Photography is as much a study of the creative, as it is a study of the technical. Often, knowing all the technical ins and outs of your camera, still does not guarantee a stellar image – an image that evokes emotion, one that makes you stop in your tracks and take a second look. Such images are created by thinking outside the box, by experimenting with new techniques and ideas that may seem crazy, ridiculous, or even somewhat unbelievable! Lucky for us, we photographers are known to be a little bit crazy, so trying new and innovative techniques should not surprise us too much.
One such really cool and innovative technique, to add a little bit of creativity and flare in our imagery, is shooting through objects. This technique is, quite literally, to have a small object between the front of the lens and your subject. This is often used to frame the subject, in order to draw attention to it/them, soften the edges of the image, or add a cool color special effect, to an otherwise ordinary image.
The whole idea of shooting through objects, is to have an out of focus foreground and be able to shoot through it, but at the same time keep the subject sharp. This effect is best achieved by placing the object close to the lens, either by hand holding it, or by resting it against the lens. Placing the foreground object further away from the actual subject and closer to the front of your lens, makes it easier to blur.
Although any lens will work, the shorter your lens focal length the closer the foreground object will need to be to the front of the lens, making it much easier to hand hold. If the object you are shooting through is large, it is easy to miss the focus on the actual subject. In these situations, it is best to focus on the subject, lock focus by switching to manual focus (MF/AF toggle buttons are located on the lens body in most cases or using back button focus) and then bringing the foreground object close to the lens for the blur effect. Sometimes it is possible to use the out of focus foreground to hide distracting things in the background.
In the above image, this tiger in North Carolina’s Tiger Rescue facility, was holding a perfect pose and staring dead straight at me. Thankfully, I had a fence between me and the tiger (I am sure he was viewing me as a tasty snack!) and I loved the blur shapes seen in the top of the frame. I also handheld a piece of candy wrapper towards the bottom of the lens to give a little pink tint to the bottom of the image. The only post-processing done here, was to bring up the blacks and add a little contrast to the image.
The shoot-through technique works especially well with leaves, flowers, and even small pieces of glass. The possibilities are quite endless when it comes to finding things to shoot through. If you are feeling uninspired, sometimes bringing something as simple as a small strip of fabric, or a piece of clear plastic, can completely change the outcome of your final photograph. Look around your photography location and you are bound to find something to shoot through. Even if you often shoot in the same location, you may find something new each time. Flowers bloom at different times of year, leaves change color, and sometimes even dry twigs add an element of interest.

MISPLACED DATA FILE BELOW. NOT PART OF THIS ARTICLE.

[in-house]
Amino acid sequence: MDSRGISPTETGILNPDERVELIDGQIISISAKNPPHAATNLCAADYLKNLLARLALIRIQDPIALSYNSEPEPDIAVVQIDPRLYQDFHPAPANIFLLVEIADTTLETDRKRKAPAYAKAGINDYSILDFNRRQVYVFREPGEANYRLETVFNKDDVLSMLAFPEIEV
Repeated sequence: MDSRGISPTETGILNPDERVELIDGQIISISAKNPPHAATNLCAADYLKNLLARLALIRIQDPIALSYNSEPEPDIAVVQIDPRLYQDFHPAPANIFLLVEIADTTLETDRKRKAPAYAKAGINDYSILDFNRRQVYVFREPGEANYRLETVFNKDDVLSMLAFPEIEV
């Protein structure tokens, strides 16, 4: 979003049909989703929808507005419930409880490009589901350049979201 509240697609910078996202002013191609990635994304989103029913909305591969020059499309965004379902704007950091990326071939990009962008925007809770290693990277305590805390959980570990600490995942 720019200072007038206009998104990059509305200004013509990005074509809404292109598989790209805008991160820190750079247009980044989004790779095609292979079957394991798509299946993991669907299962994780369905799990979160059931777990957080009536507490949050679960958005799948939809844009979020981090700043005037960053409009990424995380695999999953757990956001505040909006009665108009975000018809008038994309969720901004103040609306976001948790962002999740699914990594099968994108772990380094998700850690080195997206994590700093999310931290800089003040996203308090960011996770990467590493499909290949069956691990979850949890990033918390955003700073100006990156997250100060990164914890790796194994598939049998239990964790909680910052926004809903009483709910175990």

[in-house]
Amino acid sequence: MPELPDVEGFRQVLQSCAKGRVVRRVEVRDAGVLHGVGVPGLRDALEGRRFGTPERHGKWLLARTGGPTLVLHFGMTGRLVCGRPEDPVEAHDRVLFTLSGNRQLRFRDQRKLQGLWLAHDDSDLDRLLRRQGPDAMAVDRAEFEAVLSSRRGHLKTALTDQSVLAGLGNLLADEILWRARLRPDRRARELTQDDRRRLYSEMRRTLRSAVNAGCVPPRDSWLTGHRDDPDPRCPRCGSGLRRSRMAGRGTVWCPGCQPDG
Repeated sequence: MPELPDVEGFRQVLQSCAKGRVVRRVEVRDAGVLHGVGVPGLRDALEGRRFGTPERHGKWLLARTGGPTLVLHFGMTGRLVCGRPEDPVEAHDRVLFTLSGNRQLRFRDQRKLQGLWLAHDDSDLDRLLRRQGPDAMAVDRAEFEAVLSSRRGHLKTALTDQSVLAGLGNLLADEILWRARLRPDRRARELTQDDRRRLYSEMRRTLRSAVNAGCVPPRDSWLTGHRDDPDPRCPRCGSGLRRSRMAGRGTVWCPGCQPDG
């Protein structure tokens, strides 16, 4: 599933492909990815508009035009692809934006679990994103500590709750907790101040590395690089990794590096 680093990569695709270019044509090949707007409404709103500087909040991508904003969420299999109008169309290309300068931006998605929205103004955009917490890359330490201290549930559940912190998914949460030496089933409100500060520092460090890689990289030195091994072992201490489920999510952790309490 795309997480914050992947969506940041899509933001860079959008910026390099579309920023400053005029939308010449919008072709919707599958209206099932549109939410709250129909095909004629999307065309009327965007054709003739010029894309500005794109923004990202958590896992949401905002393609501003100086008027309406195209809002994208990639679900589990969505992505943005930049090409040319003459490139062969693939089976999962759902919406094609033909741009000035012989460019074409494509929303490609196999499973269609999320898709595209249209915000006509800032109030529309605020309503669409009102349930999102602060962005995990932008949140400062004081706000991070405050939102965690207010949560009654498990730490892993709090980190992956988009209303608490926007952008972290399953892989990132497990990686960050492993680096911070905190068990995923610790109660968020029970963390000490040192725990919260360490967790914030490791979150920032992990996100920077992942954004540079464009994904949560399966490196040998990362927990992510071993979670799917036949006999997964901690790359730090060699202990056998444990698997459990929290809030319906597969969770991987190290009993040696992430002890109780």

Always use these effects to taste. In the side-by-side above, I initially used a pink flower to see if I could get a cool, light leak effect in the frame. But somehow that did not appeal to me. So in the next frame, I took a leaf and held it up to the top of the lens. I loved this effect, as if I was shooting through the bushes but still retaining the details in the bottom half of the image.
In the images of cakes above, the first is a standard, run-of-the-mill, top shot of the cake. But when I changed my angle and used a leaf to shoot through, I loved the blur effect it produced at the top of the frame.
Shooting through objects adds an element of interest to photographs. When you use colored pieces of glass or flowers, you get an effect similar to a light leak (from film days). Some photographs also appear to have been processed with unique filters, except all these effects are straight out of the camera (SOOC), not added during post-processing. When you use clear glass, plastic bags, or even sheer fabric, photographs appear to have additional texture and depth.
The bridal bouquet on the left is a straight shot. The one on the right has a clear piece of plastic (it was used to cover the cake topper) – I held it to the bottom on the lens to add a little texture and interest.
While this is not a technique that should be used on every photograph, there are so many options for framing, introducing texture, and adding interest when you add an unexpected element into your photographs. Use this tool when you want to break free from the mundane and the ordinary, you might be pleasantly surprised with the results!
This week on dPS we are featuring articles on special effects. Check out the others that have already been published here:
- How to Photograph the Full Band of the Milky Way
- Fire Spinning with Steel Wool – A Special Effects Tutorial
- Special Effect – How to Create Multiple Flash Exposures in a Single Frame
- Stacking Light Trails for Night Photography Special Effects
- 26 Unique Special Effects Photos to Spark Your Creativity
- Weekly Photography Challenge – Special Effects
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